In the late nineteenth century nothing captured the public imagination more than the enchanting voice of a young female singer. Ever since P. T. Barnum brought The Swedish Nightingale, Jenny Lind, to public attention in 1850, the appearance of the next singing sensation was sufficient to create an absolute public frenzy. No jurisdiction, not even Newfoundland, could escape the craze to be witness to the next operatic superstar. But in the case of the Newfoundland Nightingale, Georgina Stirling, the story transcends clever marketing or second-guessing the next big thing. The life story of one of the greatest North-American-born operatic singers of the nineteenth century is the stuff of epic tragedy. Stirling was born in Twillingate, Newfoundland in 1866, youngest daughter of Ann Peyton and William Stirling. In 1888 she went to Paris to begin professional music studies under the famed mentor Mathilde Marchesi. From 1890 and for a little over a decade her star rose as a prima donna on the international opera stage under the professional name of Marie Toulinget (a french form of her home town). During the seasons of 1895 to 1898 she gave numerous sensational concerts in St. John’s during annual visits to Newfoundland. But her career ended as quickly as it began, the result of vocal strain and emotional collapse. She died in obscurity in 1935 in Twilingate where she was born. The project has entailed research and the creation of two collaborative pieces: a lecture recital of operatic arias and parlour songs from Stirling’s sung repertoire, interlaced with stories from her life and her correspondence. This recital has been performed on several occasions by soprano Jane Leibel and pianist Tom Gordon and was recorded by CBC Radio. Based on family documents and contemporary accounts, including Georgina Stirling’s own correspondence, a theatrical representation was developed to bring the voice of this most famous of musicians to have been born in this province back to life. Written by Robert Chafe and produced by Jillian Kielley, Nightingale premiered at the Magnetic North Theatre Festival in St. John’s in June 2006. While using the Stirling’s biography as a touchstone, Nightingale probed the intriguing questions that define every artist’s struggle can find vivid statement here: ambition vs. failure; disciplined hard-work vs. the inexplicable gift of talent. At the same time, broadly human notions come to play: pride in place and community, simple goodness. All this overridden by an inescapable hand of fate. The central character is portrayed by two actors: one who plays Georgina Stirling, the other her professional alter-ego Marie Toulinget. The roles were introduced by Nicole Rousseau as Georgina and Jane Leibel as Mme Toulinget. Both the lecture recital and the theatrical work contribute to an enhanced sense of the cultural history of Newfoundland and Labrador, through the vivid retelling of the story of one of its earliest great artists. They also contribute to the literature on the challenges of creation and artistic practice. As a performance which is centred on the concert repertoire of the late nineteenth century, both pieces serve to offer a glimpse into the performance practice of that period.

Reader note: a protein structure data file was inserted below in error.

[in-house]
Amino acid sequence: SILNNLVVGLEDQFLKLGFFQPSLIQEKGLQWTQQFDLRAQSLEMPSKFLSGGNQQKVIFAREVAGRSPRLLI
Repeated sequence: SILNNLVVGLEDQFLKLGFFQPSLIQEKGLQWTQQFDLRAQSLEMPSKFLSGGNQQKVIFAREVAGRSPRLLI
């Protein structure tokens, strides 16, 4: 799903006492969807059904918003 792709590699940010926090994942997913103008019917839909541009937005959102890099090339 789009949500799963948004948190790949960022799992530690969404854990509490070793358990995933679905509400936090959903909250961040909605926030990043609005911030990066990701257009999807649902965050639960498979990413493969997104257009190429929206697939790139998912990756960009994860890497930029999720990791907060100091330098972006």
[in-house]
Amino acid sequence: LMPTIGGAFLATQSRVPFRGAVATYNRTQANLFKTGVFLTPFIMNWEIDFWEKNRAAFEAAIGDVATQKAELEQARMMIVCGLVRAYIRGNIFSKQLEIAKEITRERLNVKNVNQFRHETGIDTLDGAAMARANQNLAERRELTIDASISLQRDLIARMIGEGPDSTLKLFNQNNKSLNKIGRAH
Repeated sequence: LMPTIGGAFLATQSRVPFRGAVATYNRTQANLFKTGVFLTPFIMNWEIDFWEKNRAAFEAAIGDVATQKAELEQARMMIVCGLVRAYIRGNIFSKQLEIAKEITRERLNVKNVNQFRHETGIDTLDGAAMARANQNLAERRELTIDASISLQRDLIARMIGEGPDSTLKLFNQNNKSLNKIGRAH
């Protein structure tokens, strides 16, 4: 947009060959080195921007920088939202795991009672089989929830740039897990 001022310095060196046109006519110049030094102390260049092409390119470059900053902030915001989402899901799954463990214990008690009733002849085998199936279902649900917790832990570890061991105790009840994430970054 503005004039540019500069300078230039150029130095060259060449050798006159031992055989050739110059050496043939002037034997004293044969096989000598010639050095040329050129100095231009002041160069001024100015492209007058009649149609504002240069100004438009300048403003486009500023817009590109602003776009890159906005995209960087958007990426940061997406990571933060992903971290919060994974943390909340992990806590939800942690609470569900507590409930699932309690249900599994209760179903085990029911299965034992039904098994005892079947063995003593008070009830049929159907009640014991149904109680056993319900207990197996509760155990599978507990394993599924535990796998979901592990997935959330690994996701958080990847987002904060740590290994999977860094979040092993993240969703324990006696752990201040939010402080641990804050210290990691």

01 Jan 2005
31 Dec 2016
School of Music
Heritage institutions Performing arts, spectator sports and related industries
NLAC, City Of St. John's, Artistic & Creative Grants (MUN)
Strategic Research Theme
Creative Arts, Culture and Heritage